Trouble is brewing in Santa Rita Hills, one of the premier wine-growing areas in California stretching along Highway 246 between Buellton and Lompoc. In December, landowners of Lakeview Estates, 35 40-acre parcels surrounded by agriculture, petitioned the Santa Barbara Local Agency Formation Commission, or LAFCO, to create a Community Service District, or CSD. This would allow them to bring in water, sewers and access roads so they can develop land that they knew when purchased could not be developed.
Neighboring farmers, ranchers and environmental groups strongly opposed the project. Currently, the 40-acre parcels are largely undeveloped, and some are planted in grapes or lavender or used for grazing cattle — uses that are compatible with agriculture. Bringing water, sewers and public roads into the area would allow increased development, including homes, which currently landowners are unable to build. With homes, these parcels, which were bought well below market rate because they couldn’t be developed, would be worth millions of dollars. And this new development and increased population would have a negative impact on surrounding agriculture.
On June 5, the project was resubmitted to LAFCO with changes to address some of these concerns. Staff recommended limiting the scope of the CSD to the creation of internal roads. It would not have the authority to supply or distribute water, or to provide other services outside the district. Nor would it have the authority to claim eminent domain to build an all-weather access road through its neighbor’s property, as some had feared.
At first glance, this may seem like a reasonable way to accommodate both the landowners who need internal roads, and the agricultural and environmental communities, who are concerned about the negative impact of development on agriculture. Without water and an access road, development would be unlikely.
But there are at least three problems with this solution. First, since the original goal of the landowners was to bring water, sewers and access roads into the area, once the limited CSD is created and the internal roads are established, they will likely petition LAFCO for increased services. As one neighboring farmer put it, creating a CSD would “let the camel’s nose inside the tent,” thus encouraging further intrusion.
Second, if internal roads are the landowners’ sole objective, there are other, more appropriate ways to achieve that goal without creating a public entity with a five-member board and the authority to collect taxes.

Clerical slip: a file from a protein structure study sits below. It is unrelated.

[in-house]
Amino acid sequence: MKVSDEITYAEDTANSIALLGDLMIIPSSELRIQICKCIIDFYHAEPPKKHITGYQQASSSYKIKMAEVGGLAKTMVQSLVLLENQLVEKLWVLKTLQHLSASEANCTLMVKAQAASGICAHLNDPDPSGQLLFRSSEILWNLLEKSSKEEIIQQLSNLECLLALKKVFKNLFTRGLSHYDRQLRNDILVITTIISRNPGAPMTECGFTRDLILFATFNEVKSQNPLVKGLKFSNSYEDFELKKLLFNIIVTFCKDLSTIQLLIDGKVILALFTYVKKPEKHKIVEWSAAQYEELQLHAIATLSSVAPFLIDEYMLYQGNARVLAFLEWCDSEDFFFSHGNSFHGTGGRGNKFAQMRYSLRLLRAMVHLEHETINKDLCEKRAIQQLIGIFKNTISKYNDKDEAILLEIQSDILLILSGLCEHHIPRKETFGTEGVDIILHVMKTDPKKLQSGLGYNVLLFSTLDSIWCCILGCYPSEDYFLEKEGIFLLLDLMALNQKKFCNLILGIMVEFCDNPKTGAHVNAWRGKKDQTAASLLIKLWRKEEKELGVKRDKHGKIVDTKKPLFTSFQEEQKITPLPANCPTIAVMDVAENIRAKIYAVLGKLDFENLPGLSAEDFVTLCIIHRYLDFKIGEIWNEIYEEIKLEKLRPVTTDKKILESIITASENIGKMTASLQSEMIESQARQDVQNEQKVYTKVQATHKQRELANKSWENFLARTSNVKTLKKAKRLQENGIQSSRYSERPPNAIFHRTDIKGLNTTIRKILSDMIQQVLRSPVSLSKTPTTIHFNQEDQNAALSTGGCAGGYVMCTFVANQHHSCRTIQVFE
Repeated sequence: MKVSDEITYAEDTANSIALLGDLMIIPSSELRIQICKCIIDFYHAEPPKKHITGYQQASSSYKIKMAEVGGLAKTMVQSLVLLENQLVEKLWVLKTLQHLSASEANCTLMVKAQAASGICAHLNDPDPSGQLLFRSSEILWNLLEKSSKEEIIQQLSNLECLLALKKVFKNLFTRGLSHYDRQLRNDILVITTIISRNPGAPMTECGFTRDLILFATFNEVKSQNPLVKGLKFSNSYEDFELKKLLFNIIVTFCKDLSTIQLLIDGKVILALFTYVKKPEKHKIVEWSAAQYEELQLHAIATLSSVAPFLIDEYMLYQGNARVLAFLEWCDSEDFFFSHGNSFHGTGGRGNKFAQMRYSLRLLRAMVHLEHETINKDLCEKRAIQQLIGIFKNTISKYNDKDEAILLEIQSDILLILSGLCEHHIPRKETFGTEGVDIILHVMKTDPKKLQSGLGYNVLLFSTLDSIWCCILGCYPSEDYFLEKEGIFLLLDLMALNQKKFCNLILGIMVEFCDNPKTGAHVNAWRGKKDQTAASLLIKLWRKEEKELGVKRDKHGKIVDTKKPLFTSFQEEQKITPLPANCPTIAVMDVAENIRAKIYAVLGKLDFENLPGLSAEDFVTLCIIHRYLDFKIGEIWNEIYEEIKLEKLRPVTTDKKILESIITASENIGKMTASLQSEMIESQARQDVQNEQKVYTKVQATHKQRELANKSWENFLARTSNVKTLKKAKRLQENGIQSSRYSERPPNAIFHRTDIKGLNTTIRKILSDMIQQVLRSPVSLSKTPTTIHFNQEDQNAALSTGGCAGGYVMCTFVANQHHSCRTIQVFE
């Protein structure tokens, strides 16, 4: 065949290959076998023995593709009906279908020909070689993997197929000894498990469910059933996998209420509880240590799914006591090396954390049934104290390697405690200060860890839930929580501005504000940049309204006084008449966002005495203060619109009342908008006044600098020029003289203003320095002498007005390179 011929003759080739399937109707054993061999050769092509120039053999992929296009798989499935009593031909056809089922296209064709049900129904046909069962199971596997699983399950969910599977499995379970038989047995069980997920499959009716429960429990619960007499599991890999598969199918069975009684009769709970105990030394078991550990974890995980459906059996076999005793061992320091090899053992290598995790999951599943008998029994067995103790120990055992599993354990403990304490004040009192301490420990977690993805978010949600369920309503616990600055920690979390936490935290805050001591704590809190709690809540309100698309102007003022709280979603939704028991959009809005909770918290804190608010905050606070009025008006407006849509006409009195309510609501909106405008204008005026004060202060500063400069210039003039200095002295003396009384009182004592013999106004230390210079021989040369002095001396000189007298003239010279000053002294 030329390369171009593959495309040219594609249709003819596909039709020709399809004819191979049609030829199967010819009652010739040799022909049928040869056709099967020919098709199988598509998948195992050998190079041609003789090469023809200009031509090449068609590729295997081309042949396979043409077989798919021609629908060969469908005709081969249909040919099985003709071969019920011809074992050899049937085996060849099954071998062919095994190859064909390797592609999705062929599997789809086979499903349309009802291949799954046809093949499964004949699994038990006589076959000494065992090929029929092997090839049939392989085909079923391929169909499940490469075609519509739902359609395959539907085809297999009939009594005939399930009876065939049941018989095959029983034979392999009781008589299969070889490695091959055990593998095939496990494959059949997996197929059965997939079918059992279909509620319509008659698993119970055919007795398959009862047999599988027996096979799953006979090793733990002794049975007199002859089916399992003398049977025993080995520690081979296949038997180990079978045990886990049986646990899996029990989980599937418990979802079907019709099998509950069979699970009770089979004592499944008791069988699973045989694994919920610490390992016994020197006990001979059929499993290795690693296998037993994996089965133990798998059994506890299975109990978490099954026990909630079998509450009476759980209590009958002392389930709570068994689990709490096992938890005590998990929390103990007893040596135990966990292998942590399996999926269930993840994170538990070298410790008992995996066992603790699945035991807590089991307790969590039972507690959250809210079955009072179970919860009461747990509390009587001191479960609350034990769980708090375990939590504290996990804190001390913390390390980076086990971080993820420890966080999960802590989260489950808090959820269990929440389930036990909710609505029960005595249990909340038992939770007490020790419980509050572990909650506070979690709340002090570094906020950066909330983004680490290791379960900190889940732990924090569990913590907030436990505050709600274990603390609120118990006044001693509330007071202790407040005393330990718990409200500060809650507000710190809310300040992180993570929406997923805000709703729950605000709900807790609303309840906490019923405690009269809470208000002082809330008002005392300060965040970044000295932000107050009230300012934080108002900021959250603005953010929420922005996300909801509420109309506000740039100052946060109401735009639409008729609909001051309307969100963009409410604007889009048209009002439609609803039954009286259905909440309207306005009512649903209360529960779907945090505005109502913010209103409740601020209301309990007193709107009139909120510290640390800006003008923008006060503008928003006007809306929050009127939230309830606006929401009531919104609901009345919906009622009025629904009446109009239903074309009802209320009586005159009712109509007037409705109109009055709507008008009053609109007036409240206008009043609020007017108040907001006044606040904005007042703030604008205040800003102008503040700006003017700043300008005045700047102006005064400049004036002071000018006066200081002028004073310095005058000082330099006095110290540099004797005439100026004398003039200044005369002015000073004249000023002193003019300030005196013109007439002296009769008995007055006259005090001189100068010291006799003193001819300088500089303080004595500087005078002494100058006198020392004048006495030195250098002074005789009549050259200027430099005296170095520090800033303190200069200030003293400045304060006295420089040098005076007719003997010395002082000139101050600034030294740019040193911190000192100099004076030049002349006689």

Third, and most important, LAFCO is mandated by law to discourage urban sprawl and preserve agriculture. Specific factors must be considered when reviewing a proposal, including “the likelihood of significant growth in the area … and the effect of the proposed action and of alternate actions on adjacent areas.”
Several LAFCO commissioners argued that allowing improvements on 40-acre parcels already planted in grapes or used for grazing cattle would not constitute the urbanization of rural areas or negatively affect surrounding agriculture. However, the 40-acre parcels created in the 1960s have remained in agriculture and relatively undeveloped precisely because they lack services, including water, sewers, and all-weather roads. Santa Barbara County’s current Land Use Element discourages dividing agricultural lands into parcels smaller than 100 acres. Forty-acre parcels are reserved for semi-rural areas that can support increased development. This is not the case with Lakeview Estates.
Creating a CSD — even one limited in scope — will create new demand for increased services, and this will negatively affect surrounding agriculture.
Viable, sustainable agriculture is threatened when increased development and population are brought into rural areas. Not only does it limit current ag operations (how often and when they can spray pesticides, for example), but future operations that neighbors might find offensive. Development also drives up land prices, and this, along with limits on production, sometimes leads farmers and ranchers to sell out to developers. When that happens, land uniquely suited for food production is lost, virtually forever.
The Santa Barbara County Action Network (SB CAN) strongly urges LAFCO to deny the landowners’ petition. Creating an island of urbanization or semi-rural development in the heartland of Santa Rita Hills — some of the most productive and valuable land in California — must be rejected when LAFCO reconsiders the matter on July 3.
Deborah Brasket is executive director of the Santa Barbara County Action Network (SB CAN). She can be reached at 805.722.5094 or at email@example.com. This commentary originally appeared in the Santa Maria Times.